Ten positive counterculture identities

Returning that matter of bohemian identity, here are ten more options.

  1. Peace activist.
  2. Yogi.
  3. Organic gardener.
  4. Vegan.
  5. Feminist.
  6. Civil rights activist.
  7. Environmentalist.
  8. Poet.
  9. New England contradancer.
  10. Sanctuary volunteer.

What more would you suggest for the list?

5 thoughts on “Ten positive counterculture identities

  1. Well said! I would include the Walking Adventurist, which I am, especially if we consider that most of the people are still just standard tourists, and they are travelling mostly by motor vehicles or bike. There are so little people that are travelling by foot, and especially all the way (even the backpackers are considered weird, even do they are travelling by foot only for a small period of time; mostly they hitchhike, waiting for a car drivers to pick them up)…

      1. Yes, we have to live our lives, to explore, imagine, always searching for the better. As one of my friend would say, most of the people on this world are not living, they’re only breathe the air…

  2. Feminists as a bohemian identity? I find that ironic, given that feminism as a movement is often criticised as being driven by, and prioritising the concerns of, straight white middle-class women. Is it bohemian to think the most pressing problems of sexism are how I can manage childcare while I work? (I say this slightly tongue-in-cheek, and as a self-consciously straight, white, middle-class woman).

    I wonder, Jnana, are you perhaps straining your categories beyond credibility, here?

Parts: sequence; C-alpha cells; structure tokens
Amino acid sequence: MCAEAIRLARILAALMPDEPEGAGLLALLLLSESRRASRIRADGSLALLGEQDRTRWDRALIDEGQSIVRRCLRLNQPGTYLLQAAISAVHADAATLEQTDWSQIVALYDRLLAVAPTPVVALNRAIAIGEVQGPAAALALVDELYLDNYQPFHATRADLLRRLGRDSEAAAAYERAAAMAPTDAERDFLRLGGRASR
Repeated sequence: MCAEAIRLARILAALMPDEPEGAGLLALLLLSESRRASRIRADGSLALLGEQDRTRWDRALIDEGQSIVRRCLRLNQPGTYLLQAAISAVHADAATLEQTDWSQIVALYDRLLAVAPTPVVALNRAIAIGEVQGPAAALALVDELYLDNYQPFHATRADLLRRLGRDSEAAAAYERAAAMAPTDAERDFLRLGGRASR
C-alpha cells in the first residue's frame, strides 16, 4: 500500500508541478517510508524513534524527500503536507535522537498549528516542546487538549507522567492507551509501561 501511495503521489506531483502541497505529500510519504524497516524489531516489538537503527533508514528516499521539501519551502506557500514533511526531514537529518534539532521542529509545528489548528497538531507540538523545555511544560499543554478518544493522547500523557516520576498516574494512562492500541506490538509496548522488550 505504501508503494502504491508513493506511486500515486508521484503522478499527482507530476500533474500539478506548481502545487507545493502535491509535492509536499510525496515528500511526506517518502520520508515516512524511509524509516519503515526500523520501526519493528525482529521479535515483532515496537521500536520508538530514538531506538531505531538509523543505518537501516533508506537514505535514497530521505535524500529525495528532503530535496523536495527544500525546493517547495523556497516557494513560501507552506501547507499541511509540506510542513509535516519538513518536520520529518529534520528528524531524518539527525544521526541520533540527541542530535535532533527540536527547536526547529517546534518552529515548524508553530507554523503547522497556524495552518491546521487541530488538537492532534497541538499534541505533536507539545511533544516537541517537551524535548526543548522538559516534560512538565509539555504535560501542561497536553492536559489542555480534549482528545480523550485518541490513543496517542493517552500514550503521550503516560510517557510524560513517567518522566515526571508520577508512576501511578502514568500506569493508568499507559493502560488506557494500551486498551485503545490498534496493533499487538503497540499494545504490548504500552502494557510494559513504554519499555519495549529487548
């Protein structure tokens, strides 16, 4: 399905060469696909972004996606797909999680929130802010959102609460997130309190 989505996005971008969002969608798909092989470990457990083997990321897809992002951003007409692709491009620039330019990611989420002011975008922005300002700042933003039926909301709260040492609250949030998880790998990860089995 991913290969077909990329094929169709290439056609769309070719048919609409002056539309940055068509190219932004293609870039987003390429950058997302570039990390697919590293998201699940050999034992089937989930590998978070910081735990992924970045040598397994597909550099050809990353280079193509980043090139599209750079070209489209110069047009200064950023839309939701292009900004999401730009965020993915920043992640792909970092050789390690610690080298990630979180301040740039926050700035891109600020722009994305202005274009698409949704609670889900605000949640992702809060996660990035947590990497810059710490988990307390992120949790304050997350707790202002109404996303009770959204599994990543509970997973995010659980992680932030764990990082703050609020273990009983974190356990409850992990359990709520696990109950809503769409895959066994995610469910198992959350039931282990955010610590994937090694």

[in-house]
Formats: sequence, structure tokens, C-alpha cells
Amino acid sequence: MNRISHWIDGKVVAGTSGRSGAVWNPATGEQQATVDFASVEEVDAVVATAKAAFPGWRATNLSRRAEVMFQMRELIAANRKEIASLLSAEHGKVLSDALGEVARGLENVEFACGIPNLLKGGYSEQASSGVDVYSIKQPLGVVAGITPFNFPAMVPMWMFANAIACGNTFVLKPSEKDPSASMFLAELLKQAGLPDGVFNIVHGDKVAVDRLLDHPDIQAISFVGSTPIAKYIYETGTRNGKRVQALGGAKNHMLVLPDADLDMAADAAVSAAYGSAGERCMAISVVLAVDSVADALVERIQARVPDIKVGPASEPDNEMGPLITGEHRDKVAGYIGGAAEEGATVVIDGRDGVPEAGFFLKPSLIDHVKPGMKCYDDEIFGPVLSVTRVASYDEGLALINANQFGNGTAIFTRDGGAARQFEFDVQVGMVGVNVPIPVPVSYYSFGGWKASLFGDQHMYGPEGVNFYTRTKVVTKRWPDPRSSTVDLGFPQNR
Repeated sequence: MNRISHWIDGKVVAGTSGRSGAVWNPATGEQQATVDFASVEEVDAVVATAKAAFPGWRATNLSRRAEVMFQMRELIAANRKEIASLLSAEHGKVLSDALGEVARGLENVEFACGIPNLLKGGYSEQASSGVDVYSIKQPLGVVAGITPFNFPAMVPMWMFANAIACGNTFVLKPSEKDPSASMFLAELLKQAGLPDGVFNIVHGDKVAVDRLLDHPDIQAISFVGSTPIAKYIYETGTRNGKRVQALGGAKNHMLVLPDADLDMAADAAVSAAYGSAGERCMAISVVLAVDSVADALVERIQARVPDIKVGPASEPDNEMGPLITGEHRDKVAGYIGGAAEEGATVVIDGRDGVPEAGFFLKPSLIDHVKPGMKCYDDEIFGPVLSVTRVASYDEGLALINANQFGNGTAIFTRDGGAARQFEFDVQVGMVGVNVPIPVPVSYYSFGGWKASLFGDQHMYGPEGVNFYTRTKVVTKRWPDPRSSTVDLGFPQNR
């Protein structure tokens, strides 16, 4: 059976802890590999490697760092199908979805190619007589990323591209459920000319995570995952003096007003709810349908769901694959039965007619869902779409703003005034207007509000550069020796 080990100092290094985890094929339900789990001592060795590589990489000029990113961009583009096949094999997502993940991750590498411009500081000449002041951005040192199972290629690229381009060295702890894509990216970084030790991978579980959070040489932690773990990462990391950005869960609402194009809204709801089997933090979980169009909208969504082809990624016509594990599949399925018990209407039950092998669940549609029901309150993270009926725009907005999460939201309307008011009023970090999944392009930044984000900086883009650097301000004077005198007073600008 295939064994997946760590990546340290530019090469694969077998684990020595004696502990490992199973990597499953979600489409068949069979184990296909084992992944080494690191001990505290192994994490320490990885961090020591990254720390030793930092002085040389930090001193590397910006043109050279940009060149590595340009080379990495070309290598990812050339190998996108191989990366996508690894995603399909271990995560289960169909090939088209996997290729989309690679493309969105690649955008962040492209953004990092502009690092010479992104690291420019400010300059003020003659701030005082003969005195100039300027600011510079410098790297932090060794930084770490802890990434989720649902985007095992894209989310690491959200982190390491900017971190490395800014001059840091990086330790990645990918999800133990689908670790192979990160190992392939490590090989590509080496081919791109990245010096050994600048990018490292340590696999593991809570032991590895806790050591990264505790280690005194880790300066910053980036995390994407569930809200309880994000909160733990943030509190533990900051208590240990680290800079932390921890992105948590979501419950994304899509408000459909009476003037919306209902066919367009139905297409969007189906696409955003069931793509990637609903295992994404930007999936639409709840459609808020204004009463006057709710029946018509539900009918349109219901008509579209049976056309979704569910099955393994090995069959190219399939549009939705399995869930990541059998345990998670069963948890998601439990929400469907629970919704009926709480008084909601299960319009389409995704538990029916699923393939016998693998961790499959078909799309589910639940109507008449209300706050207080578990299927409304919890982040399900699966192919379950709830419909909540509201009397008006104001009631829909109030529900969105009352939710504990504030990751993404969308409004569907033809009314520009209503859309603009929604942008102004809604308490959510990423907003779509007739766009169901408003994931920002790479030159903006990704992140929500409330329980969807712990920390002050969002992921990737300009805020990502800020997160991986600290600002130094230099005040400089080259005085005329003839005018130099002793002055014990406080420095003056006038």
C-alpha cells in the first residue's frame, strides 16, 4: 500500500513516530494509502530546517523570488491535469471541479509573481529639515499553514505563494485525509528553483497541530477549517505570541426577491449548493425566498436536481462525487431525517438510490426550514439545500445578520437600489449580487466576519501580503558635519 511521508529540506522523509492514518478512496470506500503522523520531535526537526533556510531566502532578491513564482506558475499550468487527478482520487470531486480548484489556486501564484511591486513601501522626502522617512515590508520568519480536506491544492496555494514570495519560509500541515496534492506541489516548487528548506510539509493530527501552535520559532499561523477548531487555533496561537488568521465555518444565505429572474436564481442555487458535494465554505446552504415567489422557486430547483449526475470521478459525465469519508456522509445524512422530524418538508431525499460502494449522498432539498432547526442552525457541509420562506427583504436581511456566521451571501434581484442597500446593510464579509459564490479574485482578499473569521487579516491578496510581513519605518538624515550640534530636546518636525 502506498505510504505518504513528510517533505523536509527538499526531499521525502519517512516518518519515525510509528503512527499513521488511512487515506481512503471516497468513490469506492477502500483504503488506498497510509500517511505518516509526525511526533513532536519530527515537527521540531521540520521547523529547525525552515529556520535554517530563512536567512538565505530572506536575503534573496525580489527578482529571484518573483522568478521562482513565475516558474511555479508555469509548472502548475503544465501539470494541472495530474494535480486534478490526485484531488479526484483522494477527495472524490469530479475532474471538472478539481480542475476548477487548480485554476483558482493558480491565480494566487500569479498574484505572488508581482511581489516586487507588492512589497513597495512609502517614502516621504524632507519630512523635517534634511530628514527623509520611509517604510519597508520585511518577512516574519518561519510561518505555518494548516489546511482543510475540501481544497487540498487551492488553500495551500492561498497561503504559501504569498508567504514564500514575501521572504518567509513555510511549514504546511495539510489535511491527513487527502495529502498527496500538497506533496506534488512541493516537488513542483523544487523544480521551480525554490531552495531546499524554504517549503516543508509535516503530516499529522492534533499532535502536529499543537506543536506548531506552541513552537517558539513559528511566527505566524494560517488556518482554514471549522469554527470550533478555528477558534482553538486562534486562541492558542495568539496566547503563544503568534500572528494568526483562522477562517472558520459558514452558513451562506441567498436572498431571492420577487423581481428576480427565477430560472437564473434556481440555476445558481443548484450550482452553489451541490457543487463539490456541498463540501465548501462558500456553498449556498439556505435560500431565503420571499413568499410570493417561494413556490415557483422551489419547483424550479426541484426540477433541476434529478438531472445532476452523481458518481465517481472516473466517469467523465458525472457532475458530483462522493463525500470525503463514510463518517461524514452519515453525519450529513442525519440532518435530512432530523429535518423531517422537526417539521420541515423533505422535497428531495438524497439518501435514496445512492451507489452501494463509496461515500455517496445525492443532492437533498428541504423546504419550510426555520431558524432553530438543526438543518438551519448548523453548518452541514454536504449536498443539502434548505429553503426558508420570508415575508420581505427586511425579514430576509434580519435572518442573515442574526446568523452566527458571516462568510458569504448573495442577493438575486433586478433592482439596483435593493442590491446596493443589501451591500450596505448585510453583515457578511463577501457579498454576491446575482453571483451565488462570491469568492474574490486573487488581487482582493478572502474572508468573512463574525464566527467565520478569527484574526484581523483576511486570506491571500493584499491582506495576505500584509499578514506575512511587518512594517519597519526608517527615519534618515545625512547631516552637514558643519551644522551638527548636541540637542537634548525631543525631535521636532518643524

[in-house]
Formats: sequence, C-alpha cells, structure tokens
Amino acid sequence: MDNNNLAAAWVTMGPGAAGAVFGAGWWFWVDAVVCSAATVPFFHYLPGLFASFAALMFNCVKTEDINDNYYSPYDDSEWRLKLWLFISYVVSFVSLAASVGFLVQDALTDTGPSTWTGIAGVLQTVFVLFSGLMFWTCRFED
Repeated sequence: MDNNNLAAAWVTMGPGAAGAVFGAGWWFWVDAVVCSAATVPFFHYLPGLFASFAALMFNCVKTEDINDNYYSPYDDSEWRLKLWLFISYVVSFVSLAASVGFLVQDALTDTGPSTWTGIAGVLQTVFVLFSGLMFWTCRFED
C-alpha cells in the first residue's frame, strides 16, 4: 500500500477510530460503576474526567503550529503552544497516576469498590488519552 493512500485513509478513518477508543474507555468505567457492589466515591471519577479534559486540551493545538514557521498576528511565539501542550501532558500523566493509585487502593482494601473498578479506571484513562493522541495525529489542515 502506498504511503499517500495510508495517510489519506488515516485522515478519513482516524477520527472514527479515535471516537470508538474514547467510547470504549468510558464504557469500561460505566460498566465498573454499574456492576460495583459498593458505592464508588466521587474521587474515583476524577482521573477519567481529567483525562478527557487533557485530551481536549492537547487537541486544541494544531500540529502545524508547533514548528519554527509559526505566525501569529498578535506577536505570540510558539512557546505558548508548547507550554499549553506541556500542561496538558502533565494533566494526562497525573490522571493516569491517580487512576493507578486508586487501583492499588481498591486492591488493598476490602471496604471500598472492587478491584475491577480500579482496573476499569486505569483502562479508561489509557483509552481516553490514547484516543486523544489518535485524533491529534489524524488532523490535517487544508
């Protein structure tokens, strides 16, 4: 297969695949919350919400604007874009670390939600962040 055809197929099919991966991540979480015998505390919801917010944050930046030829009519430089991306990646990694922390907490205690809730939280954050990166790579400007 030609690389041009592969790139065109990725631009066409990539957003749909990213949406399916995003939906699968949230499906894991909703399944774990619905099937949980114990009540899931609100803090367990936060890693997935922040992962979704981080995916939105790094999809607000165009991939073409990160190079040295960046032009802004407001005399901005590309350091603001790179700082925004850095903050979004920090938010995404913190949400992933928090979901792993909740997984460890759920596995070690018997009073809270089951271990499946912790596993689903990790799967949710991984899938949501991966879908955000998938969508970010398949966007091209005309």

1. I’m using “bohemian” to go beyond the “hippie” label, which carries too many negative connotations for much of the public.
      What I do remember is the rising call for sexual equality in the late ’60s, from the going braless and not shaving legs or armpits as a protest, on one side, and a kind of back-to-the-land affirmation of, well, a more natural state. And then we had the “male chauvinist pig” epithet and “I ain’t taking this shit no more” assertion.
      Of course, a lot has changed in the 50 years since, including the definition of “straight.”
      How do we reclaim and revive some of the vision, including more communal households where childcare might be better shared and managed?
      You and I might see that befitting the Gospel vision in everyday life. Which brings us to today,
      Hope this is a glorious Easter for you and yours. And I’ll encourage my readers to read the sermons you’ve posted on your blog. Yes, a new creation!

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